How to Travel with an Infant: Part 1

We have loved spending time with Fay in Thailand.  She loves it here, and the people love her too. Bringing a baby is a great way to strike up conversation and get to know all the wonderful people here, tourists and locals alike.  Experiencing the world as a family is an incredibly enriching experience. We highly recommend it.


Life is a lot more fun when you stop worrying about dirt, sand, water, poop, pee, and the list goes on….


Breastfeeding. Get used to nursing in public.  With so much out and about time, it has been pretty much mandatory for Fay. Although Thai women don’t breastfeed in public, we haven’t experienced any negativity when Sloane nurses Fay.  This is probably the most interesting place Fay nursed.  If you want to learn more, you can wikipedia Phra Nang Cave. WARNING: Image not suitable for youngsters…or the immature.


We love it when other people hold Fay. Particularly during meal times.

Travel Tips for Infants:

We won’t pretend it’s a walk in the park every day.  At the time of writing, we are on a ferry and Fay is fighting her naptime.  It also looks like she is trying to grow some buck teeth. This is bad news for the other 50 people on our boat.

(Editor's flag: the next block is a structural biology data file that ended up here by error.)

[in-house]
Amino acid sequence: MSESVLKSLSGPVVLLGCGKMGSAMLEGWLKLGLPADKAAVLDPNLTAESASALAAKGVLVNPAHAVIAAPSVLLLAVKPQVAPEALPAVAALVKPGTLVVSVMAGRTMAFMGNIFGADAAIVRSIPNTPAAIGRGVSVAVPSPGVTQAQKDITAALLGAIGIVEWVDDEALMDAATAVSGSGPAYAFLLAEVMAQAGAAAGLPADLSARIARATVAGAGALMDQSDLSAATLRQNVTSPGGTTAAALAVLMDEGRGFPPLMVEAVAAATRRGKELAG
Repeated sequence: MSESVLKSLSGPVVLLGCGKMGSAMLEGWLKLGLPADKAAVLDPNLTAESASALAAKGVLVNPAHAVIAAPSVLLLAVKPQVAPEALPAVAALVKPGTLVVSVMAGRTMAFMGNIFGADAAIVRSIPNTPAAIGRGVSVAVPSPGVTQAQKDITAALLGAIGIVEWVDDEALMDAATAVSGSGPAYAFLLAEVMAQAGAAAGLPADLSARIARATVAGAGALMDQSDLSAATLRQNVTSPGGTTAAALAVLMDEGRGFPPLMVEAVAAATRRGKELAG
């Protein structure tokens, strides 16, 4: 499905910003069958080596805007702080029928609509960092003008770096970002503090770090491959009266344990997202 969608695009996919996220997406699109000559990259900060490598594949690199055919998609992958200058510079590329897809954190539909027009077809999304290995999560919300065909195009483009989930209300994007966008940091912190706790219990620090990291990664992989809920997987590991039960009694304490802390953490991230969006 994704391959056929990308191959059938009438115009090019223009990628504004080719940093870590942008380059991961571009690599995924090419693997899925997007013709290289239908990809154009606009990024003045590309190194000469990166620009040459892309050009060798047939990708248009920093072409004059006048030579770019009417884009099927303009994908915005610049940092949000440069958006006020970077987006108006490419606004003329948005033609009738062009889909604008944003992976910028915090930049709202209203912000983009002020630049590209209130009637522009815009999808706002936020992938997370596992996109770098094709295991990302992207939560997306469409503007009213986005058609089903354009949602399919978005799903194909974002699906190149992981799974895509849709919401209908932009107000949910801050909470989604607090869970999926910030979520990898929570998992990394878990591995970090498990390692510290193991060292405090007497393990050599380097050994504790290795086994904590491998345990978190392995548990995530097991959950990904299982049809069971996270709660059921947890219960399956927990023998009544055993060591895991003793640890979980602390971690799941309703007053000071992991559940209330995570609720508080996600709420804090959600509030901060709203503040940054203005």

Here are some tips to making life a little easier:

1)   Beco Carrier. If we could only bring one thing for Fay, this is it. We use this daily to tote Fay around. It works like a charm. Light, relatively compact, and pretty comfortable to wear.  Using a carrier is the only way to go in our opinion.   Don’t even think about a stroller.

2)   Buy a Peapod. Imagine a miniature tent just big enough for your baby to sit up in. It is small, lightweight, and very compact.  Once we zip Fay inside, we don’t have to worry about bugs, mosquitoes, or choking hazards. This is where she sleeps every night. Tip: don’t set it near any ledges; Fay has been trying to barrel roll the whole tent when grumpy.

3)   Request the bulkhead seats on the airplane.  Did you know you can attach a bassinet to the bulkhead?  Probably more ideal for babies under 10 months, but either way you have more legroom, and you’re ideally located near the bathrooms and emergency exits. This means plenty of room to walk around and let the little one go wild.

4)   Speaking of planes, arrive a little bit early to the airport.  Not sure what other airlines do, but for whatever reason Delta has to check you in manually when traveling with an infant. They also have to charge you additional hidden fees/taxes for the child (amounted to $95 for us). Don’t ask why, but it took the Delta agent 15 minutes to get this all sorted out.

5)   Don’t overly stress about cleanliness.  We learned early on that Fay cannot be contained. Let’s just hope we’re helping her gain strong immunities to Asian germs.

6)   Snacks are a good way to help keep the peace. We really like the fruit melts by Gerber.  Tasty treat for both child and parents.

7)   Develop patience.  We’re serious about this one. It’s probably the most important tip of all time.  Wish we knew how to help you (and us) on this one.

We are still learning as we go. If you have any other tips, ideas, or suggestions, please let us know! Anticipate another one of these posts near the end of our journey.

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